Heavy Tank Comparison.-Table

USSR

A

produced Combat weight Armor protection (in mm):

urret

ull

Side ull Armament of tank

(caliber of gun In mm)

Muzzle velocity of armor piercing shelloc)

Machine gun aliber (mm

Armor penetration, in mmarmor piercingt aanglo of impact

at aangle of impact Unit of fire:

rounds for gun (No.)

cartridges for machine gun Maximum speed (kph) Cruising range (km)

50

0

200

65

About 66

4

1

0

0

bout0

0

)

subcaliber)

5 0

* 4otalf these tanks were produced in the USA; tanks of this typo are not produced any more. Modernization of the ones produced is being dono.

ton tank, the

totalf these tanks wero produced.mm gun and

p multiple fuel engine is being tested, but the armor of the null does not excoodm.

During the discussion some comrades concentrated all their attention on the search for shortcomings of the antitank guided missiles. Naturally, antitank miBHjIlka any new weapons, haveThey are only beginning to be introduced into the armament of the armies, fire with them may bewithin the limits of risibility, and technically they are not sufficiently reliable. For example, ao far they have only been tested under firing range conditions, where nothing Influences the operator and he is not subjected to any danger. In combat it can be difforent. The operator only needs to lose his presence of mind or even to flinch and then the missile in flight will "flinch"also; it will not hit the tank. This is very important. Moreover, the speed of the miasile flight is too low, the dead space (mertvaya voronka) (uprom the launching mount) Is too great, and thore Is the need to see the tank to be destroyed, something which is not always possible. Visibility is greatly influenced by the relief of the terrain,"on paper itwos flat, and they forgot about the ravines and that one had to walk throughnd lt la possible that the missile will meet various types of obstructions before reaching the target causing the missile to explode, etc. All this lowers the combat qualities of the antitank miaalles. But tha indicated shortcomings will be eliminated, and it woulderious mistake to underestimate this new type of antitank weapon.

Ve must consider the fact that modern antitank weapons are light, mobile, and very effective in armor penetration. On the battlefield they will be dispersed, and unavoidably part of them will survive, or new units will be moved out to replaco the ones destroyed, even on axes where nuclear weapons are used. Therefore,'the underestimation of newweapons la very dangerous, and it may load to

the fact thatuture war our tank troops nay meet such surprises which may decisively reduce their combat capabilities.

It is necessary to recognize frankly that our development of armored equipment in the postwar period proceeded without duo consideration for theof antitank weapons. Thiserious lesson, and we must not Ignore it. esult of this, the antitank missiles and other new antitank weapons with shaped charges took the lead over armor. The old method for tank development has been exhausted, and we mustewrastic patJh for its future development. . Khrushchev personally assigned usask, and we must accomplish lt as soon and as well as possible.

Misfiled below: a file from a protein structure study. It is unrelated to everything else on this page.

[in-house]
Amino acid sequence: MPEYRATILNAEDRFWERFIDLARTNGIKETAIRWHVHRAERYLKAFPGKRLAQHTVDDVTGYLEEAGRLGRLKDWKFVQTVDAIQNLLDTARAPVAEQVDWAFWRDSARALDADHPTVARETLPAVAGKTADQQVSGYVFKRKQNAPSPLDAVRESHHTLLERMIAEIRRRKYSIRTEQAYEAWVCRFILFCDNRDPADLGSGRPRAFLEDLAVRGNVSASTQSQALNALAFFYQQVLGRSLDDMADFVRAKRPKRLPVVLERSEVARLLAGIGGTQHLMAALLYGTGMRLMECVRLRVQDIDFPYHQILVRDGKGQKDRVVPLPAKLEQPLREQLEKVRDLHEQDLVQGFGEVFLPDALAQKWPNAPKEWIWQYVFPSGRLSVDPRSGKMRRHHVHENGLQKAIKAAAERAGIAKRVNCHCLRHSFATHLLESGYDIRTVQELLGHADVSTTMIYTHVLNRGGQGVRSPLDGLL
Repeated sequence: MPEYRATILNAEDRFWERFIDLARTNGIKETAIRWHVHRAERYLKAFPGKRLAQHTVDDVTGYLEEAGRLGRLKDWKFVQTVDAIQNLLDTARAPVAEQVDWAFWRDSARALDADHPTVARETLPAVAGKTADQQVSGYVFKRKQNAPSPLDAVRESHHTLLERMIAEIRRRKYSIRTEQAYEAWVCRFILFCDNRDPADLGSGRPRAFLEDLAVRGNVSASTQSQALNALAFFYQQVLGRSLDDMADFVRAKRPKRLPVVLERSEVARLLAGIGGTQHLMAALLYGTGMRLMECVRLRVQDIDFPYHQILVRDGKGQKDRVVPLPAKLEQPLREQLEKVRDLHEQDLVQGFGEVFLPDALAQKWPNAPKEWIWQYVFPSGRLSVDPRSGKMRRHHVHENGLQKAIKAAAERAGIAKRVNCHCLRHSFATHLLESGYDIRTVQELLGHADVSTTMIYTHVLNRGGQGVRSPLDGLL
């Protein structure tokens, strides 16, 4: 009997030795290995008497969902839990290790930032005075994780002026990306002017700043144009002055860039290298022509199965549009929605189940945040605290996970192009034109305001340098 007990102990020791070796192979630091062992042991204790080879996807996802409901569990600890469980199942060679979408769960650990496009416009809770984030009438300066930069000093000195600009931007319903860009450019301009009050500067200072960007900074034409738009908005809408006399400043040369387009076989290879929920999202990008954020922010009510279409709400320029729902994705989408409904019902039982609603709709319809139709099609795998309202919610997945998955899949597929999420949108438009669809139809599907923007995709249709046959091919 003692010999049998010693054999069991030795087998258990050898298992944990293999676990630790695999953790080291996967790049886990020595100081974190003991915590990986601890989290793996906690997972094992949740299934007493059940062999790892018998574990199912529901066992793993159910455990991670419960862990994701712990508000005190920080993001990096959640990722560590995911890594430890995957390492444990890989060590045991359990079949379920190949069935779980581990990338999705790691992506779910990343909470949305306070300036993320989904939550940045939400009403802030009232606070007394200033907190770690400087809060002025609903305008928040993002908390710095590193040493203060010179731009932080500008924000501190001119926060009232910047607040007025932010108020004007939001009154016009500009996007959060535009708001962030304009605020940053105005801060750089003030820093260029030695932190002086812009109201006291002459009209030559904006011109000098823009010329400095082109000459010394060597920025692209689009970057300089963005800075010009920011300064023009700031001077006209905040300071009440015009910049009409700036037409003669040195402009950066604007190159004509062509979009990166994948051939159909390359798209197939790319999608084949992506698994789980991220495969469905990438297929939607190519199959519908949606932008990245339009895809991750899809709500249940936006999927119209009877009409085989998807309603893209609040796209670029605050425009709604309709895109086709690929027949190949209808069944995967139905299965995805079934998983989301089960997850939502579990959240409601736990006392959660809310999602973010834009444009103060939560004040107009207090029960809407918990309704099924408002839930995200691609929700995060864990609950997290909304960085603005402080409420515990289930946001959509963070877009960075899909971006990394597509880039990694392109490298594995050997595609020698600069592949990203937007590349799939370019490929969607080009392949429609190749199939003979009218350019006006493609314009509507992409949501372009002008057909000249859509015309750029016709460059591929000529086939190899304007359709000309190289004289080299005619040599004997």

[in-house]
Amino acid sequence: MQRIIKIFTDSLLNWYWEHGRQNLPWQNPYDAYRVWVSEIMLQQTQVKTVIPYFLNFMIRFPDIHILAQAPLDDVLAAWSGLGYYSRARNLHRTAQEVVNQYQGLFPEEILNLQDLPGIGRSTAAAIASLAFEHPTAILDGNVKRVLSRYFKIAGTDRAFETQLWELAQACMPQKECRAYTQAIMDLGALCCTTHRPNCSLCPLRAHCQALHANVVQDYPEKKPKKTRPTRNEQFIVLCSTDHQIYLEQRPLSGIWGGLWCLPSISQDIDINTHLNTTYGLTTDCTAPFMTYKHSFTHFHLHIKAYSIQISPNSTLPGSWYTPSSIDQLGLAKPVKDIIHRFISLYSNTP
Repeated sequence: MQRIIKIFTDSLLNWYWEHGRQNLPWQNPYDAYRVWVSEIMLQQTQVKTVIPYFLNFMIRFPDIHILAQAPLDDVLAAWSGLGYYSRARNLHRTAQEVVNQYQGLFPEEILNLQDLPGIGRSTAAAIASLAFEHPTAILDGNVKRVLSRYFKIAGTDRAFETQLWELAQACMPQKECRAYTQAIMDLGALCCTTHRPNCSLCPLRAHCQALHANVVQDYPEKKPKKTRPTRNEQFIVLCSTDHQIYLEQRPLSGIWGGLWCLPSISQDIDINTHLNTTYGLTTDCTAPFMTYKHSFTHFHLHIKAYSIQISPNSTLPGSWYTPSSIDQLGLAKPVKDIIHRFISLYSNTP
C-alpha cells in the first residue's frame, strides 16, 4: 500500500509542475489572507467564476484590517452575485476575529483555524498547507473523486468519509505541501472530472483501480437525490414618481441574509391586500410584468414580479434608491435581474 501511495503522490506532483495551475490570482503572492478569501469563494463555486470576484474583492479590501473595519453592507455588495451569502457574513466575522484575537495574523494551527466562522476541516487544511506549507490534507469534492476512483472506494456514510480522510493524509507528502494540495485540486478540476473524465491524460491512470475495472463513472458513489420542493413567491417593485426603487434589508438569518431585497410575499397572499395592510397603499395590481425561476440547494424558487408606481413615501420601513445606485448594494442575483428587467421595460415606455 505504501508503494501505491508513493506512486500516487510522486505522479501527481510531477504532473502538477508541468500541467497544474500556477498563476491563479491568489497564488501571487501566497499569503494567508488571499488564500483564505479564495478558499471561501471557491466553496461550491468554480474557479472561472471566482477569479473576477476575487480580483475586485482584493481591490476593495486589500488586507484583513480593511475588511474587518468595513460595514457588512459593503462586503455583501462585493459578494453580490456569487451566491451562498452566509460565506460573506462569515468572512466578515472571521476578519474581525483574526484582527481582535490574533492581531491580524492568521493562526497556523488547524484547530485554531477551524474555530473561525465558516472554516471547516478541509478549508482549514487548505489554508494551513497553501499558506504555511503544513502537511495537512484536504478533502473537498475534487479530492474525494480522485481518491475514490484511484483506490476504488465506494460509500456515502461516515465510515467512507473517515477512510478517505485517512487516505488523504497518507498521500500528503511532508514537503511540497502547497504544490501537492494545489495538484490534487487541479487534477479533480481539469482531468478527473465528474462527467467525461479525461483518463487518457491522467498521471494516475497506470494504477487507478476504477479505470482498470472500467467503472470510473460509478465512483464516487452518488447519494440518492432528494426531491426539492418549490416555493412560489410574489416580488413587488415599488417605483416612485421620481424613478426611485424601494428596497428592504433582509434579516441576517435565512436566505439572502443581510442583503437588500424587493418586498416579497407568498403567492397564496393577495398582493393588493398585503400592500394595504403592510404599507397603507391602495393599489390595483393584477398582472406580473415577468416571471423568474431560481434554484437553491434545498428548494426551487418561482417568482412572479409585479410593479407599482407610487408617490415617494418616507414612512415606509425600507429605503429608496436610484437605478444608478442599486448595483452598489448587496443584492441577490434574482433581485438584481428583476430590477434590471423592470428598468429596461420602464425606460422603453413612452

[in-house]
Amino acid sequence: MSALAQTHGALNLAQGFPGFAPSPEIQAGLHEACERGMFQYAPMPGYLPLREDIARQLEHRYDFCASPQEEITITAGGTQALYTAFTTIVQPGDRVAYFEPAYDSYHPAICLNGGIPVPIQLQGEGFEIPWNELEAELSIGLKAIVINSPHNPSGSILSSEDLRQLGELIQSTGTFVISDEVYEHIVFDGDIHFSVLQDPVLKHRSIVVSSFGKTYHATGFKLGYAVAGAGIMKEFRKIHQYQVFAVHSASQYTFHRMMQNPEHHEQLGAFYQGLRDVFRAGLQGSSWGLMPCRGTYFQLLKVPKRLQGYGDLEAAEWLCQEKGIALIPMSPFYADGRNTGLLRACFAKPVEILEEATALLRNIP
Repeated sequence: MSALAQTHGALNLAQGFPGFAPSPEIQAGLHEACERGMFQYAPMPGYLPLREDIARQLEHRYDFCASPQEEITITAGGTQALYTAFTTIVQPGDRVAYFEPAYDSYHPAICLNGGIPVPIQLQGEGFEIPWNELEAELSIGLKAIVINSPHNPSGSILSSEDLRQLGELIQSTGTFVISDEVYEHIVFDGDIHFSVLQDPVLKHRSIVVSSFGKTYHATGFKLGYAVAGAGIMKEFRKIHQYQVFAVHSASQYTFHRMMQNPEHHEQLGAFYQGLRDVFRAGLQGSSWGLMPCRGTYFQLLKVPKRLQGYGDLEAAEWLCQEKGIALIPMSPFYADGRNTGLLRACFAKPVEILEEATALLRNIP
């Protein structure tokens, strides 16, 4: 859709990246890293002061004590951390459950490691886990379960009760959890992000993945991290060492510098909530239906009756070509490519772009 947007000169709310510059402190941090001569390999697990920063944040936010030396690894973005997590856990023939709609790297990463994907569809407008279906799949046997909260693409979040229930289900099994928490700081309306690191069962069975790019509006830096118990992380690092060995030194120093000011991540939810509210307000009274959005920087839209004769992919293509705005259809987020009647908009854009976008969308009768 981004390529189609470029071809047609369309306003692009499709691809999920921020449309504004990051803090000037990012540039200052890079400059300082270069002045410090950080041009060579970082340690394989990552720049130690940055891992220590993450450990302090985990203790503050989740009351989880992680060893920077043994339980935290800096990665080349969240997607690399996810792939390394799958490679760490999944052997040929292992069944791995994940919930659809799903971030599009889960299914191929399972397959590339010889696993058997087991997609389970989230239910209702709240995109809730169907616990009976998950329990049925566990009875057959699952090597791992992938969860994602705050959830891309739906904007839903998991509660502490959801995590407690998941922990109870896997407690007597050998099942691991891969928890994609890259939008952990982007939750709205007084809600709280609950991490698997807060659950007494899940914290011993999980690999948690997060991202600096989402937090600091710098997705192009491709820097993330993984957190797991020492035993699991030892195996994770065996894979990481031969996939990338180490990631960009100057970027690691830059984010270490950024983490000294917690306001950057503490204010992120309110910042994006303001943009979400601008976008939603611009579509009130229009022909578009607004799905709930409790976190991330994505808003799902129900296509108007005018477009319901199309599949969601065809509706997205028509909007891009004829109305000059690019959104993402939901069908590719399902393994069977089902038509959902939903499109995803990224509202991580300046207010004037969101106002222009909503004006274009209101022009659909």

Ill

What direction should the further tanktake?

At the present time this question ie being actively discussed, but opinions on it have differed greatly. Some comrades consider that despite the development of antitank weapons the modern tankehicle completely capable of combat, one that does not require fundamental reconstruction, at least for the near future. Others, on the contrary, say that the modern tank, especially the heavy one, has outlived itself, any mass tank attack may be disrupted, and that the productionank is not justified economically. Therefore, it is proposed to return to the light amphibious tank or toew armored vehicleheeled running gear of the armored-personnel-carrier-type. The foreign press has carried statements that the tankeapon of the past war and thatutureehicle with powerful armored protection is not required.

It seems to us that it is impossible to agree

am-ma-ttai

with either opinion. Both now and, obviously in

the future we cannot reject the tank. Itcombat qualities that permit theperformance of combat tasks under conditionswarfare. Among all the otherthe tankuclear burstthe Shockwave andery important quality under modernthe tank has great mobility and fireforce. At the present time the missilesdesignation have become theweapon of the ground troops. Tube artilleryto be the "god of war." If the tank isthe armament, then the fire and strike forcetroops will be sharply reduced. Onethis matter inay that all thefire destruction of the enemyuture warperformed only by missile troops ofdesignation using nuclear weapons;will still have to be performed byweapons. Tanks are the best weapons fornecessary they can be concentrated ondue to their high mobility, and thisnecessary fire density. Therefore, avehicle must remain in the armament ofJ

At the same time, the modern tank has become vulnerable to new antitank weapons; is poorlyfrom shaped charges; and has insufficient antiatoraic protection. Therefore, we cannot remain at the level achieved under any circumstances.

Recent research showed that there areto Increase considerably the shaped charge protection of tanks. This problem is resolved byspecial shielding (ekranirovaniye) devices, the employment of combined (kombinirovanaya) armor, and the use of appropriate forms of armor protection.